Scammers Are Ruining Mobile Gaming — But Raghib Khan Believes There’s Hope

Gaming become increasingly popular in recent years, thanks to the convenience of being able to play games on your phone or tablet, and thanks to the increasing availability of quality apps on online app stores.

The unfortunate part about this trend? With such easy access to gaming, it’s also easy for unscrupulous characters to prey on gamers with scams, spam, and other dishonest behavior.

Let’s take a look at some ways that scammers are adversely affecting gaming experiences offered by top gaming agencies and some ideas from the co-founder of Phonato Studios, Raghib Khan, on how you can use to stop them in their tracks!

How are scammers harming game developers?

Scammers are stealing players’ money by creating fake mobile games and tricking gamers into spending real cash on in-game items. In addition to this, many scammers rely on fake reviews to convince players that their game is worth downloading, but they end up wasting players’ time with low-quality games that just lead them to pay real money for terrible experiences.

Worst case scenario? These scammers might steal the personal information of unsuspecting victims or inject malware into their devices. By driving customers away from legitimate apps, these scams hurt all mobile gaming developers as a whole.

Why are the scammers ruining mobile gaming?

Scammers are drawn to industries where money is made; they want a sizable piece of that pie. Naturally, the reason scammers have invaded the mobile gaming industry is that it’s a profitable one. According to App Annie, a research firm, in-app purchases drove 70 percent of all revenue across iOS and Android in Q3 2015. For mobile gaming apps, the number has gone up drastically after the pandemic of 2020.

The problem of fake reviews in mobile gaming

Gamers who want to purchase free-to-play mobile games often turn to reviews written by other players to decide which title is worth their time and money. Scammers, however, have figured out how to take advantage of such a system by paying for fake reviews.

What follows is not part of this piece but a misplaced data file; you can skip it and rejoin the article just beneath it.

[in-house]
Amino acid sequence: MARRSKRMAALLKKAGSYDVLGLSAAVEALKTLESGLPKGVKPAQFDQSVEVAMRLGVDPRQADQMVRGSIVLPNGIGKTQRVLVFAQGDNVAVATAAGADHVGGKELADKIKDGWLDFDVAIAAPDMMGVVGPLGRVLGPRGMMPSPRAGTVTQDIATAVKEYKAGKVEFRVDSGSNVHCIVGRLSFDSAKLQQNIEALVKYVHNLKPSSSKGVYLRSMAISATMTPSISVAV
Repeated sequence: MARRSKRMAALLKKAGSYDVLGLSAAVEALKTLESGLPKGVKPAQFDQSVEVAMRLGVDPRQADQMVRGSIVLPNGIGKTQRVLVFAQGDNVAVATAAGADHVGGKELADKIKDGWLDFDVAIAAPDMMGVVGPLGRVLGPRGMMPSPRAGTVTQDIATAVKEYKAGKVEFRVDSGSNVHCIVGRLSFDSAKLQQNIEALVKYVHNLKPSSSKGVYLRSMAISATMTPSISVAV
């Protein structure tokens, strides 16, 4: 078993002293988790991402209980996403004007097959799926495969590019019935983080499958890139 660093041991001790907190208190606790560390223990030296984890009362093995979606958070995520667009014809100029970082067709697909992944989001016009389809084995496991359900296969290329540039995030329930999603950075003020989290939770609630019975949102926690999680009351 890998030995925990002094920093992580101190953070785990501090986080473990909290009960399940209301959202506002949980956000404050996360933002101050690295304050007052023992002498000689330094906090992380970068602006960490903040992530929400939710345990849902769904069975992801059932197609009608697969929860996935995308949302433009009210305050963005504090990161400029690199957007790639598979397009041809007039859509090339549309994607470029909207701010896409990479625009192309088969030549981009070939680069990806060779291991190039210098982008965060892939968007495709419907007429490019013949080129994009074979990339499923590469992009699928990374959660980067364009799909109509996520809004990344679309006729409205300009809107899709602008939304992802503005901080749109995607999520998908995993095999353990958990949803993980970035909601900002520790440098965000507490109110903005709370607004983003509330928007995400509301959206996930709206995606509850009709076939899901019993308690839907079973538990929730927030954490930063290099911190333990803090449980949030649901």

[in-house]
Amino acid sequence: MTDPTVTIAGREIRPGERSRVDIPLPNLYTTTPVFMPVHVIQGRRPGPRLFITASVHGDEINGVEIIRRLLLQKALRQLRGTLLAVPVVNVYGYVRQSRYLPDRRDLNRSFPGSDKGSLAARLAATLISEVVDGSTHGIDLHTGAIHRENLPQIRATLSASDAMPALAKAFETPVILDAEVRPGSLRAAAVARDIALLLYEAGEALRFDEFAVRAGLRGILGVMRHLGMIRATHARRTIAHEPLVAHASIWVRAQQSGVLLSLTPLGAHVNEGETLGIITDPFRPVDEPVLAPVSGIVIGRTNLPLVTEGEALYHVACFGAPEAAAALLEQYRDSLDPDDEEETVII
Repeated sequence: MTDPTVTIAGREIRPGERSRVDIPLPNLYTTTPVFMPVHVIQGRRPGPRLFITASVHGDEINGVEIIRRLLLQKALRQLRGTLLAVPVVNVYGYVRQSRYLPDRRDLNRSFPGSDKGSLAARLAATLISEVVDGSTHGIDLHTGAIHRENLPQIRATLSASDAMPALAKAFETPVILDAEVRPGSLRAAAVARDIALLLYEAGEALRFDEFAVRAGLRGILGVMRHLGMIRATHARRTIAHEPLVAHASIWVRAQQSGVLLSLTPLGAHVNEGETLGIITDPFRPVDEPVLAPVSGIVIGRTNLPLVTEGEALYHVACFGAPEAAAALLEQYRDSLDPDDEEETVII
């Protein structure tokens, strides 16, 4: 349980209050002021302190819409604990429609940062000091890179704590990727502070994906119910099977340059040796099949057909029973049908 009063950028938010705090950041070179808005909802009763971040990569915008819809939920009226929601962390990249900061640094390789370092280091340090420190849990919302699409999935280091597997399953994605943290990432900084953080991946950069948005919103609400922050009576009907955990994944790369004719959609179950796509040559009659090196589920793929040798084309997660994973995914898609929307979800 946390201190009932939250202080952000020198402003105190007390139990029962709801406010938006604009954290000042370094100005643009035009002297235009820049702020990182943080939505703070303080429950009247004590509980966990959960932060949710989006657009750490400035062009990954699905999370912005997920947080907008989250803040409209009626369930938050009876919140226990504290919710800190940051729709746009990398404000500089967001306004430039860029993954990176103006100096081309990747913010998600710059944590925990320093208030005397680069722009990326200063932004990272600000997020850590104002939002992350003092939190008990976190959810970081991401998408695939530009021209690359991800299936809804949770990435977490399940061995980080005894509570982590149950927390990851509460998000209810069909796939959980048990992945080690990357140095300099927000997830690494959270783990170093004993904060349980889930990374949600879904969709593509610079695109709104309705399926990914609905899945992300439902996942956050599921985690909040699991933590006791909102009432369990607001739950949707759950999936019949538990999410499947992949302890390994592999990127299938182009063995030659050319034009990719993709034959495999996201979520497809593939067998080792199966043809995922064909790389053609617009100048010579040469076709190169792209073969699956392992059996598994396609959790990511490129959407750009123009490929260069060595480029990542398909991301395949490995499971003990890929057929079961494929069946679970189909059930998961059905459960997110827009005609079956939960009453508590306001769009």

The practice of paying for positive reviews is called review fraud—and it’s becoming an increasingly prevalent problem in mobile gaming communities like Apple’s App Store.

Review fraud hurts gamers because they are unable to differentiate between honest reviews and fraudulent ones. It also hurts game developers because it leads to higher ratings on scammy apps that don’t deserve them.

How can gaming companies prevent gaming scams?

Scammers can game any system, but it’s important to acknowledge that there can be some accountability on both sides. Game development companies must do a better job of keeping players informed of upcoming updates and patches, while individual players need to be more vigilant in scrutinizing their interactions with other users. Fraud prevention methods such as these have been implemented by online gaming providers for years now, and many online gamers find them invaluable.

In addition to this, game development companies can take two additional steps to limit review fraud and suspicious, spammy behavior within their games:

1) Implement an in-game reporting system that allows players to report fraudulent reviews or users for abuse.

2) Investigate user reports of fraud or abuse and remove bad actors from their platform. This will help reduce instances of review manipulation by scammers and spammers, which should reduce negative reviews on apps that otherwise deserve positive feedback.


Thankfully, the problem of gaming fraud is finally being talked about, with its nature being brought to light by famous mobile gamers. Now, gamers can now be more careful about what they buy and developers can continue making games that players love. And while there is no easy solution, we can stay vigilant and continue talking about gaming fraud so scams are spotted faster in the future.

As pointed out by Raghib Khan, the silver lining here is that gaming fraud is being openly discussed at gaming conventions across Europe and beyond, as well as other places where gamers meet up.

Derek Robins

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